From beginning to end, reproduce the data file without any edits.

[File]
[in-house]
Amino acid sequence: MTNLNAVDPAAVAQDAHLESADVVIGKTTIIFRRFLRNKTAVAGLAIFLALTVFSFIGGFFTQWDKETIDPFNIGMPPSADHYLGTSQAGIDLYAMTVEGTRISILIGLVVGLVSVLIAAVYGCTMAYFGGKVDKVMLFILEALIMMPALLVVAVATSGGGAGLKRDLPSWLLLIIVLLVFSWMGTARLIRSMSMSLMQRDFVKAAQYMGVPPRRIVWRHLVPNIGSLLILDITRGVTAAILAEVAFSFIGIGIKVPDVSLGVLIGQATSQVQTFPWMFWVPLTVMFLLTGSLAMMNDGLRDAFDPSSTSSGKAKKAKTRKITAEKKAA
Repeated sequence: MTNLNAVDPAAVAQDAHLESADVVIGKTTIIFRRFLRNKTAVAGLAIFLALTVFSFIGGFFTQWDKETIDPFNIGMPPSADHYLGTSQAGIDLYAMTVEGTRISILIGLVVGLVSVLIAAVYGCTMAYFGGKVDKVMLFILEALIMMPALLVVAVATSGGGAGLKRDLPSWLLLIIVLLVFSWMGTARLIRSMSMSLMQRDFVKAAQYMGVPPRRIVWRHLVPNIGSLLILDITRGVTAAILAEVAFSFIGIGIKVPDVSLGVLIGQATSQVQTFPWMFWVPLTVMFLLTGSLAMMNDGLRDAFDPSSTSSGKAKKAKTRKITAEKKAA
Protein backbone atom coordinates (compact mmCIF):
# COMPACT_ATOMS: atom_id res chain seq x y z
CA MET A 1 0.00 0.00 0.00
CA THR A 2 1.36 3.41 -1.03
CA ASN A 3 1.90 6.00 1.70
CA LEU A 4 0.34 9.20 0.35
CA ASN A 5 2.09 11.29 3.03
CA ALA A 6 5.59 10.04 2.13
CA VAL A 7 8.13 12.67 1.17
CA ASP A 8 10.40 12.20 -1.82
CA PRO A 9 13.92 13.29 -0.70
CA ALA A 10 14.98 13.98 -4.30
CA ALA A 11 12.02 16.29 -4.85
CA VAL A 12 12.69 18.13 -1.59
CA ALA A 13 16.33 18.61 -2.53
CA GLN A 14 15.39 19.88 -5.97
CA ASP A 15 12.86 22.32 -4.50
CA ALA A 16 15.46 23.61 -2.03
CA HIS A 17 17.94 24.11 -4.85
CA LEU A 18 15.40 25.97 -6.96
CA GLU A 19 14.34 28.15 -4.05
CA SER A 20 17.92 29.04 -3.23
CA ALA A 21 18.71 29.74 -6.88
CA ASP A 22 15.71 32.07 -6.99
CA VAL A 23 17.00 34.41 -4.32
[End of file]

[in-house]
Amino acid sequence: MTNLNAVDPAAVAQDAHLESADVVIGKTTIIFRRFLRNKTAVAGLAIFLALTVFSFIGGFFTQWDKETIDPFNIGMPPSADHYLGTSQAGIDLYAMTVEGTRISILIGLVVGLVSVLIAAVYGCTMAYFGGKVDKVMLFILEALIMMPALLVVAVATSGGGAGLKRDLPSWLLLIIVLLVFSWMGTARLIRSMSMSLMQRDFVKAAQYMGVPPRRIVWRHLVPNIGSLLILDITRGVTAAILAEVAFSFIGIGIKVPDVSLGVLIGQATSQVQTFPWMFWVPLTVMFLLTGSLAMMNDGLRDAFDPSSTSSGKAKKAKTRKITAEKKAA
Repeated sequence: MTNLNAVDPAAVAQDAHLESADVVIGKTTIIFRRFLRNKTAVAGLAIFLALTVFSFIGGFFTQWDKETIDPFNIGMPPSADHYLGTSQAGIDLYAMTVEGTRISILIGLVVGLVSVLIAAVYGCTMAYFGGKVDKVMLFILEALIMMPALLVVAVATSGGGAGLKRDLPSWLLLIIVLLVFSWMGTARLIRSMSMSLMQRDFVKAAQYMGVPPRRIVWRHLVPNIGSLLILDITRGVTAAILAEVAFSFIGIGIKVPDVSLGVLIGQATSQVQTFPWMFWVPLTVMFLLTGSLAMMNDGLRDAFDPSSTSSGKAKKAKTRKITAEKKAA
Protein backbone atom coordinates (compact mmCIF):
# COMPACT_ATOMS: atom_id res chain seq x y z
CA MET A 1 0.00 0.00 0.00
CA THR A 2 1.36 3.41 -1.03
CA ASN A 3 1.90 6.00 1.70
CA LEU A 4 0.34 9.20 0.35
CA ASN A 5 2.09 11.29 3.03
CA ALA A 6 5.59 10.04 2.13
CA VAL A 7 8.13 12.67 1.17
CA ASP A 8 10.40 12.20 -1.82
CA PRO A 9 13.92 13.29 -0.70
CA ALA A 10 14.98 13.98 -4.30
CA ALA A 11 12.02 16.29 -4.85
CA VAL A 12 12.69 18.13 -1.59
CA ALA A 13 16.33 18.61 -2.53
CA GLN A 14 15.39 19.88 -5.97
CA ASP A 15 12.86 22.32 -4.50
CA ALA A 16 15.46 23.61 -2.03
CA HIS A 17 17.94 24.11 -4.85
CA LEU A 18 15.40 25.97 -6.96
CA GLU A 19 14.34 28.15 -4.05
CA SER A 20 17.92 29.04 -3.23
CA ALA A 21 18.71 29.74 -6.88
CA ASP A 22 15.71 32.07 -6.99
CA VAL A 23 17.00 34.41 -4.32